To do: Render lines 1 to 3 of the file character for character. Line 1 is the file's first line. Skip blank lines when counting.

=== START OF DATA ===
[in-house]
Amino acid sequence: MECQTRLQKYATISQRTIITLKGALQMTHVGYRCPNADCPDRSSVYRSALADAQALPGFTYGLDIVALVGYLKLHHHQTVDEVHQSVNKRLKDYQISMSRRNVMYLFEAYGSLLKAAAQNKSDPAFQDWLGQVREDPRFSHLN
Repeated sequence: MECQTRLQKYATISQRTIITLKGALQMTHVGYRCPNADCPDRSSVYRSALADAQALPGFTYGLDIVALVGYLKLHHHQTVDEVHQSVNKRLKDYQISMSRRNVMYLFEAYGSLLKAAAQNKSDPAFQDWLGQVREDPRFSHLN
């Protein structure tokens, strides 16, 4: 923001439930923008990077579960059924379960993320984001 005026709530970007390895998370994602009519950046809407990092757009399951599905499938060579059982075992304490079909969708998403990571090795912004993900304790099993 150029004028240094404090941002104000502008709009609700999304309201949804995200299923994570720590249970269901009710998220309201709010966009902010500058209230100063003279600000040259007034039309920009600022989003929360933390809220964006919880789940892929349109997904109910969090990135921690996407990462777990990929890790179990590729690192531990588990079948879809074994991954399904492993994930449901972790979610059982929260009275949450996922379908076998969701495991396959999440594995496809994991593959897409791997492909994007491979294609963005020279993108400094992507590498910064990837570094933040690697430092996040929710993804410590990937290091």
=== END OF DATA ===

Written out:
[in-house]
Amino acid sequence: MECQTRLQKYATISQRTIITLKGALQMTHVGYRCPNADCPDRSSVYRSALADAQALPGFTYGLDIVALVGYLKLHHHQTVDEVHQSVNKRLKDYQISMSRRNVMYLFEAYGSLLKAAAQNKSDPAFQDWLGQVREDPRFSHLN
Repeated sequence: MECQTRLQKYATISQRTIITLKGALQMTHVGYRCPNADCPDRSSVYRSALADAQALPGFTYGLDIVALVGYLKLHHHQTVDEVHQSVNKRLKDYQISMSRRNVMYLFEAYGSLLKAAAQNKSDPAFQDWLGQVREDPRFSHLN